If they are wrong, and no amount of money printing avoids recession becoming depression, then the resulting lingering deflation could well send the gold price tumbling. If they are right, and fear abates, then the resulting flight back into risk assets would send the gold price tumbling. This does not sound good.
But if they are right, and the US economy recovers, what if the US government has printed way too much money? If fear abates, investors will also abandon the US dollar (they will sell US Treasuries and buy risk assets again). Gold will soar.
The market for US Treasury bonds and bills is a vital part of the equation. As long as these are being bought, the US dollar remains supported. Fear has driven investors into not only gold, but into the debt of the world’s largest economy as well. It is ironic that an economy in so much strife should be considered a safe haven, but it is all because of relativities. The economies of other nations are currently in a much worse position.
If fear abates, investors will begin to leave US Treasuries and the US dollar will no longer be supported. If the world begins to think the Americans are printing way too much money (as compared to the governments of other major economies, which are currently doing the same thing), it will abandon US Treasuries. If the US dollar collapses, gold will soar.
The aforementioned former assistant Treasury secretary had this to say:
“The Bush and Obama plans total 1.6 trillion dollars [of taxpayer money, not including printed money sterilised by bond issues], every one of which will have to be borrowed, and no one knows from where. This huge sum will compromise the value of the US dollar, its role as reserve currency, the ability of the US government to service its debt, and the price level. These staggering costs are pointless and are to no avail, as not one step has been taken that would alleviate the crisis.
“How long can the US government protect the dollar’s value by leasing its gold to bullion dealers who sell it, thereby holding down the gold price? Given the incompetence in Washington and on Wall Street, our best hope is that the rest of the world is even less competent and even in deeper trouble. In this event, the US dollar might survive as the least valueless of the world’s fiat currencies.”
And therein lies the crux. Whose economy is in the biggest trouble, and who’s going to end up printing the most? Gold’s journey from here will depend on just how long the US can reasonable hold on to the reserve currency status of the dollar, before the world yields to gold’s former role.
And much of the world is currently indicating that it prefers gold. This is not apparent in the US dollar, for the US dollar remains strong. But it is apparent in the world’s current demand for physical gold – not as jewellery – but as gold coins and bars, and ETFs.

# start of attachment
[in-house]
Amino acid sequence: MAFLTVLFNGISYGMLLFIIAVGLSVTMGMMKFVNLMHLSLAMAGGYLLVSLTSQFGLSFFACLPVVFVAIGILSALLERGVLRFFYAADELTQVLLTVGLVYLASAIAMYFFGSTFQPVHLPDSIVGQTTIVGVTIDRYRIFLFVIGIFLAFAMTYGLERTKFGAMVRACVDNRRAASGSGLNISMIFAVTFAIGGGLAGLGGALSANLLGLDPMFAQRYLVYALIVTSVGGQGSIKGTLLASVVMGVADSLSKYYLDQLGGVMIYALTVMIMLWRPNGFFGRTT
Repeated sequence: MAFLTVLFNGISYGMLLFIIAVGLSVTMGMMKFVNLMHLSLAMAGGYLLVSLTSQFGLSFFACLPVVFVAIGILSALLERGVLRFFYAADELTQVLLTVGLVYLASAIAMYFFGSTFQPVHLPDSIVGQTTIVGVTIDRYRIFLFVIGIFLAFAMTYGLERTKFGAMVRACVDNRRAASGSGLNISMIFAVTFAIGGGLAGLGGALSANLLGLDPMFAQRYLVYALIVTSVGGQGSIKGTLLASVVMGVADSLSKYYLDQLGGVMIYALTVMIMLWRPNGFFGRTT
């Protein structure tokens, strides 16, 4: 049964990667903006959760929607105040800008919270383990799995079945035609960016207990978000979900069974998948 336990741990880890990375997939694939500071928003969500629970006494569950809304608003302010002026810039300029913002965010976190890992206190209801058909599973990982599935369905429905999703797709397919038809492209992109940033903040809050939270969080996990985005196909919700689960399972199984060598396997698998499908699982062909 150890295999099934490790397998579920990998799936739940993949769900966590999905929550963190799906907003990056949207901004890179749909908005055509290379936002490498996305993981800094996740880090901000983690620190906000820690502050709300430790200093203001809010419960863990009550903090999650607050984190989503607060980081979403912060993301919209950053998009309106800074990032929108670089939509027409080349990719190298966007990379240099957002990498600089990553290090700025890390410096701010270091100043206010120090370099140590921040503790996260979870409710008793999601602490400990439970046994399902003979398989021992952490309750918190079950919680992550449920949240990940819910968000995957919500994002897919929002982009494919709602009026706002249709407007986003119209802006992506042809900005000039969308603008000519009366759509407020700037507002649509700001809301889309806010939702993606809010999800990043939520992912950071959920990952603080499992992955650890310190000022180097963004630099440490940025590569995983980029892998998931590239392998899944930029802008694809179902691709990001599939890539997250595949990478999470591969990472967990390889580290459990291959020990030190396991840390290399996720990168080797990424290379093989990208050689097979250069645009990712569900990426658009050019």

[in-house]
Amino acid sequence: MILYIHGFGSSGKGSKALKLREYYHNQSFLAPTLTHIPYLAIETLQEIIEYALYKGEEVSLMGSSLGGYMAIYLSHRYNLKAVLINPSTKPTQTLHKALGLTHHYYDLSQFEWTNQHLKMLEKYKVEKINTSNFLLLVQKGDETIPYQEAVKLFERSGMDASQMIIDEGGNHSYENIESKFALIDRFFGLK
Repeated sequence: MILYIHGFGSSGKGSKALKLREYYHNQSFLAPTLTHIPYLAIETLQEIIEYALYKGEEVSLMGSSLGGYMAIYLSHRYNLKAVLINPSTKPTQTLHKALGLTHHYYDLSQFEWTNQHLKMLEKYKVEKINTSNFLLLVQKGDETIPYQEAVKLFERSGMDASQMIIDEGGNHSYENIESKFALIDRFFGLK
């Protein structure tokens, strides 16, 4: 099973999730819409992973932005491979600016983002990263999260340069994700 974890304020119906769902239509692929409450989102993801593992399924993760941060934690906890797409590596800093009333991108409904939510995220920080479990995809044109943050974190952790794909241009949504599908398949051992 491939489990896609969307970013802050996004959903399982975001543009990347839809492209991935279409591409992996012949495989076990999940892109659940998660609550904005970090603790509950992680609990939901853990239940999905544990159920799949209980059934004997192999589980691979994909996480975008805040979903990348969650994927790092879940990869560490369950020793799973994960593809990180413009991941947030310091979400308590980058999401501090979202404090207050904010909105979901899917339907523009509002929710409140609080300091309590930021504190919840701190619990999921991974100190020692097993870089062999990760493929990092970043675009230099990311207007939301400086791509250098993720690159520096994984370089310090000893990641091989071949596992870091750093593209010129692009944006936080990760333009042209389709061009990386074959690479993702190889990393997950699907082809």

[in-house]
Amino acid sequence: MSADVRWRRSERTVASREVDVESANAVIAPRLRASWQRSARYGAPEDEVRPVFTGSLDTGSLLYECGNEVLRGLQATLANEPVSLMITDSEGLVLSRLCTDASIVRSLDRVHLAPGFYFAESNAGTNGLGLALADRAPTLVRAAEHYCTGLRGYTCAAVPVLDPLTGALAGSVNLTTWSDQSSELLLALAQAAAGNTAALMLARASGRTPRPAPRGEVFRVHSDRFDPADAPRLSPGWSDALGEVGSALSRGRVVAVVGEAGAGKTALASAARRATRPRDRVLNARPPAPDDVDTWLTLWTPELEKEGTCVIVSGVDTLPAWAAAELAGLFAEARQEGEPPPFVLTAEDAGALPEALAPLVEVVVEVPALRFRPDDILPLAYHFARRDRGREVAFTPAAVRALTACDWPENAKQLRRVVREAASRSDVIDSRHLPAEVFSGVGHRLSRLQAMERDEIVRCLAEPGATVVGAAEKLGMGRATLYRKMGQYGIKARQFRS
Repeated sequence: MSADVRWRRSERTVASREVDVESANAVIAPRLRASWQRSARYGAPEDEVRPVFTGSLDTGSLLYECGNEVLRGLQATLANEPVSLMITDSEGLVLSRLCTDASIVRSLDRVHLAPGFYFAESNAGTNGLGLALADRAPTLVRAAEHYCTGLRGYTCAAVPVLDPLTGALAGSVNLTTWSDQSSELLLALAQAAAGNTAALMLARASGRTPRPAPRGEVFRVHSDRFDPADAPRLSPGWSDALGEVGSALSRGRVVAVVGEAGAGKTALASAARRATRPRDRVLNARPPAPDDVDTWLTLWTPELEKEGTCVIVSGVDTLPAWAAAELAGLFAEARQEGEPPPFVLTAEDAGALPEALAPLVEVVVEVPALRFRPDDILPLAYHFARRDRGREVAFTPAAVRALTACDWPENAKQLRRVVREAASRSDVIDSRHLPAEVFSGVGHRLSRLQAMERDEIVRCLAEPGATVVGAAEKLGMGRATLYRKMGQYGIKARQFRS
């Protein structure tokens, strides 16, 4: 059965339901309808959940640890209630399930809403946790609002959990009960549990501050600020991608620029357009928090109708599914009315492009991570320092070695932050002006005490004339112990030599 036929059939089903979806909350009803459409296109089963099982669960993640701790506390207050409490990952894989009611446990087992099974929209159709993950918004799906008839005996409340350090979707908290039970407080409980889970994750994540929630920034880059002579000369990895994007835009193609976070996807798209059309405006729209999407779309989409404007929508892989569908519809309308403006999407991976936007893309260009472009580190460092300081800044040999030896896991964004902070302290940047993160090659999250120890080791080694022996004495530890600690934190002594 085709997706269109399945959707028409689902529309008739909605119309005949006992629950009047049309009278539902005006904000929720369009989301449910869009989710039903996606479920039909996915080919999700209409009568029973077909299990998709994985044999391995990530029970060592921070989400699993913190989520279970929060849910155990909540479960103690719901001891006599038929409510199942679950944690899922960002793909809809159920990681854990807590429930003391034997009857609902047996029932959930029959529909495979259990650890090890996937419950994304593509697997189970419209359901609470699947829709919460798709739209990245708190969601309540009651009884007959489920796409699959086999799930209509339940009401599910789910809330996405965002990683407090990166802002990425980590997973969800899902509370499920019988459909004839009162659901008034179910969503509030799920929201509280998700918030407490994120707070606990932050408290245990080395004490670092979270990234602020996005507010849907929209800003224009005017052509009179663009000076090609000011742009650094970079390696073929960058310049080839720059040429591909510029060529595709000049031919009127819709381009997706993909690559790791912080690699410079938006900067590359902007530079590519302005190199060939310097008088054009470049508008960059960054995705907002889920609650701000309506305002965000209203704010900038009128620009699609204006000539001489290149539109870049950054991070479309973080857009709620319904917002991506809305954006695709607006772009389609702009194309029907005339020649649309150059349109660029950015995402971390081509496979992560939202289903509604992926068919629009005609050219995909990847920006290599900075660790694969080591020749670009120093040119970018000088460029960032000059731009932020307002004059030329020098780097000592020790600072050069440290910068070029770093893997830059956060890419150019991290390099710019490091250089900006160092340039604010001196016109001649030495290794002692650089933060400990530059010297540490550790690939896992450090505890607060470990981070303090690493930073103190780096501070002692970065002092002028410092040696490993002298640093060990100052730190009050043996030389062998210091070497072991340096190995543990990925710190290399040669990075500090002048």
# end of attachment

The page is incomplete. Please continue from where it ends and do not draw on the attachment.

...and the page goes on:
ETF volumes have reached record volumes. Retail gold dealers began to run out of coins and bars around September last year when Lehman Bros, and the stock market, collapsed and fear peaked. Mints across the globe could not keep up with the demand. There was a brief respite, but in 2009 that demand is back stronger than ever. From the US to South Africa, from Austria to New Zealand, the demand for physical gold is soaring.
In 2007, just under 200,000 ounces of gold were sold in the US in the form of American Eagle coins. An equivalent volume was sold in the first half of 2008. An equivalent volume was sold in the first seven weeks of 2009. Across the world, dealers are selling gold in a day what they used to sell in a month. Dealers open on Monday and are sold out by Tuesday. Buyers have to wait for the next Monday to get in again, unless the Mint has run out, again.
Remember that the vast proportion of gold is traded as Comex futures. But so great is demand for physical gold at the retail level buyers are paying a 5% premium over the Comex price. And Comex futures are only an IOU. In times of financial crisis, investors prefer the real thing. The number of contracts being held for delivery has now blown out to 4.5% from 2%. In the case of silver, it’s 7.3%. These numbers are still relatively small, but remember that Comex only holds an amount of metal which would reasonably cover deliveries, not what would cover all contracts if they were all called for delivery. That much gold does not exist.
The effect of this supply-side shortage is that price-push of retail demand is not showing through into the market yet.
If jewellery demand is not with us, investment demand surely is – despite a stronger US dollar. Which way is this going to break?